The latest round of OAT, stool and conventional “HIV” surrogate test markers are in, and the news is mostly good. Regardless of which angle one looks at these laboratory test results from, there is evidence to support an evolving thesis that a multi-faceted approach to immune dysfunction might be as efficacious as the current pharmaceutical-based guidelines for treating “HIV/AIDS”, minus the worst of the adverse effects. The not-so-good news is that the continuation of this seven year long experience (experiment?) is being jeopardized by the lack of financial resources. There, I said it, and I won’t mention it again until the end of this post.
During our last office visit a couple of months ago, the infectious disease specialist I am now seeing repeatedly referred to “The Guidelines”, as if they were some kind of Holy Grail for treating her patients. The guidelines she was referring to are actually several documents, published by the U.S. Department of Health and Human […more]
This feels like déjà vu. Nearly thirty years ago I helped organize hundreds of AIDS activists to demonstrate at FDA headquarters in Silver Spring, MD, as well as organized die-ins at the agency’s regional headquarters here in Kansas City, to demand faster access to experimental new drugs to fight AIDS. I doubt if any of […more]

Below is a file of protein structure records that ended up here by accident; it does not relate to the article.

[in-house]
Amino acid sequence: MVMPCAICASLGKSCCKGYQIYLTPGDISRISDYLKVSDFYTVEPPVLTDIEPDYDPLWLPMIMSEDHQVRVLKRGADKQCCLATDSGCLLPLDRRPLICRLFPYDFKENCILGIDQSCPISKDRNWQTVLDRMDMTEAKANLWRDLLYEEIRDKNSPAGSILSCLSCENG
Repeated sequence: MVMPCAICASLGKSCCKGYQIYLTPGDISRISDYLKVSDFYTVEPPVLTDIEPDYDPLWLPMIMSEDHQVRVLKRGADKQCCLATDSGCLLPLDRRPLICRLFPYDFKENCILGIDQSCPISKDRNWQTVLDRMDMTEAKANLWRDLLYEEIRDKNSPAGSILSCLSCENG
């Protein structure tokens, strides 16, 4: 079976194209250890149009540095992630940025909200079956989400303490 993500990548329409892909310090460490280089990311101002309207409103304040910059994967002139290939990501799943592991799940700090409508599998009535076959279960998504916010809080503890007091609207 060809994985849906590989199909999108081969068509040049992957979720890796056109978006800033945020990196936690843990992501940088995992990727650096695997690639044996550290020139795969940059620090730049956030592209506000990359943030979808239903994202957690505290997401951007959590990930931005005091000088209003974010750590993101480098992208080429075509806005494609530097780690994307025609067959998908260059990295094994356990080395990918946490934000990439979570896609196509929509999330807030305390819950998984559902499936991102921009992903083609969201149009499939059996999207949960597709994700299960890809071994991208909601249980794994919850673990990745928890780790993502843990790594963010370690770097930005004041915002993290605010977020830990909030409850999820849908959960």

Some of my AIDS dissident friends reject outright the tests used by mainstream AIDS (AIDStream) doctors to evaluate ‘HIV-positive’ patients and to determine if and when to start treating them with highly active antiretroviral therapy (HAART), more commonly known as the “AIDS cocktail” of drugs. While I agree with them that we can’t know for […more]
(image courtesy of The Ethical Nag) Just how much are physicians influenced by pharmaceutical reps bearing gifts? It’s a question recently posed in this report on Medscape, based on posts at a physician-only discussion group. The original question seems simple enough: “Are you influenced by the ads on paper and pens?” It was asked by […more]
Michael sent me to the store this morning to get some bread for breakfast. When I got home, he noticed that I’d only gotten a half loaf. We’d paid for a loaf of bread. He expected to receive a loaf of bread. In response to his puzzled look, I could only shrug and say “well, […more]